Hayim Azses of Jerusalem: Mourning the Loss and Remembering the Man

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(This Original Essay is Copyrighted by Shelomo Alfassa - All Rights Reserved)

A couple of months ago the Jewish people lost a leader, an educator, a scholar, and a defender; his name was Hayim Azses, and he was one great man. Hayim, a short gentle man, with a soft voice, was the epitome of a man that let his passions in life--lead his life, and he would not have had it any other way. Hayim was a lover of the Jewish world, specifically the Sephardic world, and everything having to do with Jerusalem, the city he called home.

Hayim Azses was born in Aleppo, Syria. During his life he lived all over the world. While in Turkey and France, he studied at Istanbul University and at the Sorbonne in Paris. He also studied Middle Eastern Affairs, French Literature, Economics and English Literature at the Hebrew university. Hayim spoke English, Hebrew, Turkish and Arabic, but his passion was French.

Hayim had published extensively. He was editing and creating books in the 1960's, and his works include anthologies, books, films, and audiovisual kits for educators. The Hadracha & Hasbara Digest series were conceived and developed by Hayim Azses in 1982. Education was his life. He spent 30 years working for the Jewish Agency for Israel where he became a leading educator and project developer at the former Youth and Hechalutz Department, the modern day Education Department. He had extensive experience in the field of educational and leadership training, directing many projects at the Education Department of the Jewish Agency. Hayim's last project was one he really proud of. It was a 360 page book entitled. "The Shoah in the Sephardic Communities." which was published by Dr. Jose A. Nessim's Sephardic Educational Center with support from the Claims Conference on Jewish Material Claims Against Germany.

Hayim was a well known expert on the Arab media and on Hasbara, a Hebrew word Golda Meir once said was described as best meaning "public diplomacy." Hayim often used a unique media-oriented approach when developing new educational content in his drive for Hasbara. Recently, Gila Ansell Brauner, an editor and producer who works for the Jewish Agency told me, "Hayim developed numerous Hasbara workshops, kits, and educational booklets that led the field in informal and formal education." Gila also said, "unfortunately, we can't find the 'This is your life, Hayim Azses' slideshow that we made about him before his shlichut to France in 1985, it had a lot of family history, for which I interviewed his close relatives in Jerusalem." Gila had worked with Hayim from January 1982 to summer 1985.

Hayim Azses had a love of film making, and made several films with several different production teams. Among his films were: "If I forget Thee O Jerusalem" (distributed in 12 countries) and "The Confrontation" (a short film on Theodore Herzl twice broadcast on French TV). He also did films and docudramas about Jews and Arabs, one called, "I am a Palestinian," and one about Jews who lived during the period of the Inquisition.

Hayim was an international man who spoke in many countries promoting Israel and explaining its policies to the world, especially young people, who he knew--would be the leaders of tomorrow. In his last years, he lectured at several New York area campuses including NYU, Fordham University Law School, Hunter College, and Baruch College.

Proud of his Halabi (Syrian) Jewish roots, Hayim Azses remained a vital spark which helped keep the glow of the Sephardic torch burning. He was an expert on Syrian Jewry and "Sephardic Jerusalem" and was a keeper of tremendous knowledge on the topic. His last professional position was as the Educational Director for the Sephardic Educational Center in the Old City of Jerusalem, and that is where I met him. I remember one particular day, it was a wonderful quiet Shabbat in Jerusalem, and he, his wife, myself, and a couple friends had a beautiful quiet lunch in the courtyard next to the Yohannan Ben Zakkai (Kal Grande) synagogue. There, in the bright sun, while the birds were chirping and distant church bells rang, Hayim told us the sweet story about how he met his wife, about his emigration to Israel, and about his passions for inspiring young Jews about the Jewish world and the land of Israel.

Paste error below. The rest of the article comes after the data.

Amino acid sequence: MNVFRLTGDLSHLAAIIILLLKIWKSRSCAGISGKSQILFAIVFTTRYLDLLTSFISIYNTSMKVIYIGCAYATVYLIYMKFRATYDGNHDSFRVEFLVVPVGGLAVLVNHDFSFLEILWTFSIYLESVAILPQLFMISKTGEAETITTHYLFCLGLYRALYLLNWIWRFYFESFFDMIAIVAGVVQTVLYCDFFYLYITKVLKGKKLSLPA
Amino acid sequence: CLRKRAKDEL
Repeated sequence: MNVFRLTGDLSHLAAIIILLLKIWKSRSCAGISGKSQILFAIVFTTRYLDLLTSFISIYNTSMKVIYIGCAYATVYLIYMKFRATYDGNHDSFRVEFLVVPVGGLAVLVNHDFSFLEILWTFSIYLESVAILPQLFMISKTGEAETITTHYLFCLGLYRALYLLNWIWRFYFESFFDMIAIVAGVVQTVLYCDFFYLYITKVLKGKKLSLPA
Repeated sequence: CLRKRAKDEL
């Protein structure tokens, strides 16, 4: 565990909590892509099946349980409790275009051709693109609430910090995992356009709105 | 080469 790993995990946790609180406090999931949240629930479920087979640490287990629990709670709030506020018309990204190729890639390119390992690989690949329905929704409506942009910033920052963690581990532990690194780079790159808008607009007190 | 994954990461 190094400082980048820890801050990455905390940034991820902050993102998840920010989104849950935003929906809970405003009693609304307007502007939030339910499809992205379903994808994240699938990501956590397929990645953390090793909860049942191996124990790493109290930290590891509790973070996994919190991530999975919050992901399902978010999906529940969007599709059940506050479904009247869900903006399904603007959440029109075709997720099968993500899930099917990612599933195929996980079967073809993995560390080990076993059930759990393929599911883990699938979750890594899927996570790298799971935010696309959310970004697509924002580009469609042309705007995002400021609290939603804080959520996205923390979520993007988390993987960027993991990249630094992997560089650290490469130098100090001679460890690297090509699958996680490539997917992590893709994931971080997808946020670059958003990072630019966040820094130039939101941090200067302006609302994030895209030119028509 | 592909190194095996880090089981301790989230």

Hayim Azses was tragically killed in an automobile accident when a young man crossed the road and crashed into him head on. He remained in the hospital for several weeks, but eventually succumbed to his injuries. While he was an older man, he was not ready to go, and had much life and energy to persevere.

Hayim leaves behind a heartbroken family, including his loving wife Michal and a brother who he was very close with, (and I remember him always speaking fondly of), Prof. Yom Tov Assis, Professor of Jewish History at the Hebrew University of Jerusalem. Hayim was a charming and special man who was worldly, sophisticated, and had a passion for Jewish education rarely found these days. I, and countless others, from the many friends he had in Brooklyn, Buenos Aires, London, Los Angeles, Mexico City, Istanbul, Panama, Paris and other locations, are going to miss him greatly, but remember him always.

In Jerusalem with R' Benarroch, R' Elnecave and the late great Haim Azses ZS"L and myself.


lyn said:

I am devastated that Hayim Aszes has passed away. His brother Yomtov was my teacher in London in the late 60s when he was the minister at Holland Park synagogue and is fondly remembered by the congregation there. This terrible blow comes on top of the death of Yomtov Asssis's wife Clara recently.

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This page contains a single entry by Shelomo Alfassa published on November 22, 2007 3:50 PM.

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